It is sometimes assumed that liberalism somehow came to an end during the 1930s, handing over the baton to national welfare state regimes after the war while finding refuge in liberal internationalism. Furthermore, recent studies on neoliberalism have shown that a profound understanding of liberalism seems to be missing. Is neoliberalism merely the renaissance of liberalism? What, then, is liberalism? And what exactly is neoliberalism? Are social democratic versions of a market economy not liberal?Yet, are we not living in a liberal age called globalization with key liberal assumptions and a priori at the heart of almost all international organizations? And why is liberalism, or neoliberalism, not dying as a doctrine after it had been quite obviously (and convincingly) found guilty for the financial and economic crisis ensuing since 2008? There seems to be a need to re-read and re-interpret the history of liberalism in the twentieth century in order to somehow find answers, or at least a compass, for contemporary conceptual and normative insecurities.
Our book “Re-Inventing Western Civilisation: Transnational Reconstructions of Liberalism in Europe in the Twentieth Century” strives to map out a new perspective on the study and understanding of liberalism in Europe. While a plenitude of studies on the history of liberalism exists, it comprises mainly research on national stories of liberalism and a handful of actors while neglecting its transnational and institutional configurations. We believed that a transnational conceptual and actor based approach would be most fruitful to address the above-mentioned questions and could potentially serve as the compass for future research that was missing so far. A conceptual approach, because it takes for granted the semantic shifts in the meaning of liberalism that occur when the concept is applied, appropriated, molded to fit political purposes and contexts. An actor-based approach, because it takes a transnational vantage point from the beginning rather than a national one. Accordingly, we understand those involved in the reconstruction of liberalism as networked normative actors. By this, we mainly want to highlight that the process of reconstituting liberalism was not one in which actors were simply trying to make things work for their societies and the wider world. Their attempts at doing so also included a very conscious construction of a normative order according to which societies, economies, polities, and indeed the whole world should ideally run. Liberalism itself became an unstable and contested concept in this process, and those involved in reconstructing and negotiating its meaning did not follow a common fretwork stencil. In highlighting the tensions between different actors and interpretations of what this reconstructed liberalism should be, we accordingly understand those involved in these histories as networked normative actors. They consciously set out to construct a conceptual universe on which national societies, international organizations and a global order should be built. This was not a modest goal, but it was seen – against the backdrop the communist alternative – as an inevitable task.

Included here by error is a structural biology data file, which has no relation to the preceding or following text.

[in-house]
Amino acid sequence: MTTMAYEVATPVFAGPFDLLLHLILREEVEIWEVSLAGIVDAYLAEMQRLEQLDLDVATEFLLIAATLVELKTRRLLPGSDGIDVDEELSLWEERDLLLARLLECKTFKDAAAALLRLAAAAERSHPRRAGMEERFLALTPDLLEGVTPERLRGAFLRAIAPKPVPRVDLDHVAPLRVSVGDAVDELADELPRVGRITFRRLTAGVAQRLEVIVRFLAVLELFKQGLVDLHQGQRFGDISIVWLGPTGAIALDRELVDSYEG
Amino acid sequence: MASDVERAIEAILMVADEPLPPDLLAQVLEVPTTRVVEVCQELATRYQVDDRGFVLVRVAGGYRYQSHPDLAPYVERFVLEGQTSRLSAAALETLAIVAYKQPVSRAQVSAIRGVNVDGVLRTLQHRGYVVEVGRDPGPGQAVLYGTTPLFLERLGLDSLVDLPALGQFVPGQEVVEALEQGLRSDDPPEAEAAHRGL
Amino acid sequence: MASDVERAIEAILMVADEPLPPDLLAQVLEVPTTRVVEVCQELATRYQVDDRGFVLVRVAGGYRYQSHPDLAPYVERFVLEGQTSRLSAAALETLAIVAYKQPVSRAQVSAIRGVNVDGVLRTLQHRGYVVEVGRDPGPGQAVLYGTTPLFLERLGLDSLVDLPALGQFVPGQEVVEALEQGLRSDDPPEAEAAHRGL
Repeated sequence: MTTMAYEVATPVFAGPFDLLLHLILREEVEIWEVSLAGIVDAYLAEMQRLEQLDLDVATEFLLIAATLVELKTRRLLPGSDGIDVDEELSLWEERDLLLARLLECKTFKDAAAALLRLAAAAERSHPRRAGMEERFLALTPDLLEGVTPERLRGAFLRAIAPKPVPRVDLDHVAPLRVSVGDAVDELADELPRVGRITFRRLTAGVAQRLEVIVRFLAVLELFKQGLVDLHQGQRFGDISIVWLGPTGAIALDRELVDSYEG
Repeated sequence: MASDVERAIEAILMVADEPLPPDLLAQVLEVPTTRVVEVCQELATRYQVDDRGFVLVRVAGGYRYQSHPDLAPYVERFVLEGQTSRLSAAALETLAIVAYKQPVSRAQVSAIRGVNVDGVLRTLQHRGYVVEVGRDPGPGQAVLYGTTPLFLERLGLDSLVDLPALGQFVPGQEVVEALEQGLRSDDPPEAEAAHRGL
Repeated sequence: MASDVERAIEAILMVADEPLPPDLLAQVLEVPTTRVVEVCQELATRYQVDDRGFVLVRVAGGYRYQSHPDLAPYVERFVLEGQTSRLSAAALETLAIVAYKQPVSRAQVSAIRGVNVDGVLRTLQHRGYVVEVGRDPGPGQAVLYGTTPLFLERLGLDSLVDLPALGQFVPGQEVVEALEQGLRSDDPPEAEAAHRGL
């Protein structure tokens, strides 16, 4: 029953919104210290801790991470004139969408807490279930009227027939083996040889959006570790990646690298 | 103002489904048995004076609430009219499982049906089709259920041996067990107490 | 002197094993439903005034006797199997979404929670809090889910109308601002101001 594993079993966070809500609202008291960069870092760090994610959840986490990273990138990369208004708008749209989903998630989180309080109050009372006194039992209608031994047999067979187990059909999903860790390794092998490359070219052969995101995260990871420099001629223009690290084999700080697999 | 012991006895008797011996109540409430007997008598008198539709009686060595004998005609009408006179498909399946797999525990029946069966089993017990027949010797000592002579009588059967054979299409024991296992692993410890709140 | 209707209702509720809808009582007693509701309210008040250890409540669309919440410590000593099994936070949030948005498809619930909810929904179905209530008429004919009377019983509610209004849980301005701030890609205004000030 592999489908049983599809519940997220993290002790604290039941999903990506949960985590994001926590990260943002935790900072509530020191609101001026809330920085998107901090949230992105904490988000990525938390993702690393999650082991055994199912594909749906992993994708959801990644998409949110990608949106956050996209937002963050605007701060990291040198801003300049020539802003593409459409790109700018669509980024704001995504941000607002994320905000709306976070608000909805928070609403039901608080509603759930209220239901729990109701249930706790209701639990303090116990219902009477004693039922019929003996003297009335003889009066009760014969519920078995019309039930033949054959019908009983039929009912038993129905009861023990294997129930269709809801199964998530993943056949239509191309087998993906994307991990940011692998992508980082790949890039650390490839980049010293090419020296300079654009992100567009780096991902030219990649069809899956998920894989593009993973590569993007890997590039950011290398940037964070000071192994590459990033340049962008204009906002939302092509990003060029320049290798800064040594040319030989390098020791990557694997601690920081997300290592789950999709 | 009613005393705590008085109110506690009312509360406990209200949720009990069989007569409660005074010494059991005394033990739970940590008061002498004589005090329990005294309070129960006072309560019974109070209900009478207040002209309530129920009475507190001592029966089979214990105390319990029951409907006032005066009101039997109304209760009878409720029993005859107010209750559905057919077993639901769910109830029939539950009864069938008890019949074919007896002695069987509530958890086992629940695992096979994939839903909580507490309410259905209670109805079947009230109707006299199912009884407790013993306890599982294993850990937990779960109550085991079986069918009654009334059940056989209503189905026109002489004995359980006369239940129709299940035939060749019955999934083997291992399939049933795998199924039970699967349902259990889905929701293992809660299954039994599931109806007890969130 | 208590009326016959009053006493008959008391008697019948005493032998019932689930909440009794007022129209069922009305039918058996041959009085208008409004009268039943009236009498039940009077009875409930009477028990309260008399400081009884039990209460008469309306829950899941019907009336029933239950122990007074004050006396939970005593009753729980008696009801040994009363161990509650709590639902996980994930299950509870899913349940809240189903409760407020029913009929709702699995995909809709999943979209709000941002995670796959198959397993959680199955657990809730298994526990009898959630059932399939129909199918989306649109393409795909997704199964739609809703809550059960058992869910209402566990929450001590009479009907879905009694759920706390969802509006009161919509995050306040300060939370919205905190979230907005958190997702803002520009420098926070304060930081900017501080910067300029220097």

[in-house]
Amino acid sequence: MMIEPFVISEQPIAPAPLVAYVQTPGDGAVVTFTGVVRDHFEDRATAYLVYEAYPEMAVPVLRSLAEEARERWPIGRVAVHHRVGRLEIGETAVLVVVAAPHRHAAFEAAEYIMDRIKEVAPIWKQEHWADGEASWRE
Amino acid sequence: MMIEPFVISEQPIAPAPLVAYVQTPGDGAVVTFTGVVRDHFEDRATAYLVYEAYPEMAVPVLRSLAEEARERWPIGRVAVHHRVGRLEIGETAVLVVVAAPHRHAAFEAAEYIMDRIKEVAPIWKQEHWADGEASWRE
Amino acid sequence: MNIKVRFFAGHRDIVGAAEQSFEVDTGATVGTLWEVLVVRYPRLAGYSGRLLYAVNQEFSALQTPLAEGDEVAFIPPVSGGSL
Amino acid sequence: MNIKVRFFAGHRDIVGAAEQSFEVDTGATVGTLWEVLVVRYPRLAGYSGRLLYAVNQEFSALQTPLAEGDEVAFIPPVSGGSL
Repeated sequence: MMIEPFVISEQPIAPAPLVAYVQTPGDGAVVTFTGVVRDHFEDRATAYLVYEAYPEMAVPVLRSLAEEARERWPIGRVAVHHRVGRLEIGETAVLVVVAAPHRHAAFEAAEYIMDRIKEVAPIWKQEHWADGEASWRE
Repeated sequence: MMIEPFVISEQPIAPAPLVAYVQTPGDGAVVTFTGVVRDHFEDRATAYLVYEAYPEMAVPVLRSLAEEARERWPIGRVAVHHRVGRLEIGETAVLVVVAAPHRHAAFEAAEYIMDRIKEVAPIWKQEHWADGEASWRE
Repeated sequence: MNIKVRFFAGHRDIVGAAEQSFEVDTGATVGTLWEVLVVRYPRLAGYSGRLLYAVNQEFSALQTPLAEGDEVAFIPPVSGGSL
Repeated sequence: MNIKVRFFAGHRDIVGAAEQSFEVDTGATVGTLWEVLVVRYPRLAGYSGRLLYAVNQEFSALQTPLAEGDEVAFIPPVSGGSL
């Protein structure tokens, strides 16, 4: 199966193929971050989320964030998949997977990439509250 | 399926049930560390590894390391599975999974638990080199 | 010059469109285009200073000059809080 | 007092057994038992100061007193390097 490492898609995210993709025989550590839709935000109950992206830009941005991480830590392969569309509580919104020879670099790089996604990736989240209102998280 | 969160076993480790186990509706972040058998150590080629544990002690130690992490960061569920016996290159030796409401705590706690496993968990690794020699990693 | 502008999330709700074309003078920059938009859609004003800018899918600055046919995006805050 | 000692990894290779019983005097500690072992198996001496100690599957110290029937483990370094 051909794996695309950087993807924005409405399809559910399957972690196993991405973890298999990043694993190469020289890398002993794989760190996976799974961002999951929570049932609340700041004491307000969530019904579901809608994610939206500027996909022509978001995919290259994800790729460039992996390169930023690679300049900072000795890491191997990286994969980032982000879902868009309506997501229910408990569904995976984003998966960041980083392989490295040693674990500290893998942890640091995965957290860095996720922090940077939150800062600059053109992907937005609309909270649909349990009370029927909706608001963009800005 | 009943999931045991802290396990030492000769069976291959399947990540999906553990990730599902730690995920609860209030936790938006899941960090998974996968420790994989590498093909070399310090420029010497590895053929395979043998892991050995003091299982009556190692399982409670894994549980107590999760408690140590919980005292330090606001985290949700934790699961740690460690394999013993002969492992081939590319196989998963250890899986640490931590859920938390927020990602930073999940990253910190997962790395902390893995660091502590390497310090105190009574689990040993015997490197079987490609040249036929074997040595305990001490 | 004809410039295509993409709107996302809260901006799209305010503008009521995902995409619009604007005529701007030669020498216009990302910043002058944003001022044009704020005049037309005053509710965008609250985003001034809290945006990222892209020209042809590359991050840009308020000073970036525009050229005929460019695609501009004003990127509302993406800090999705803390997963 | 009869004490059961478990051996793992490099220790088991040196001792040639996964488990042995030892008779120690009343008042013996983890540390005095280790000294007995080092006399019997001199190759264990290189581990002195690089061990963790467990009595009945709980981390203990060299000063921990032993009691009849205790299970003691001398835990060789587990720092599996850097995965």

What liberal identities, imaginaries and modes of argumentation were involved in the processes in which liberalism was reconstructed in Europe? Did the actors involved add to the liberal agenda? Did they introduce new concepts similar to the German invention of social market economy? By answering these questions the book shows how versatile these networked normative actors were and how the (neo-)liberal agenda developed shortly before and shortly after the Second World War still shapes our contemporary normative regimes.
Re-Inventing Western Civilisation: Transnational Reconstructions of Liberalism in Europe in the Twentieth Century
edited by Hagen Schulz-Forberg and Niklas Olsen
Cambridge University Press, 2014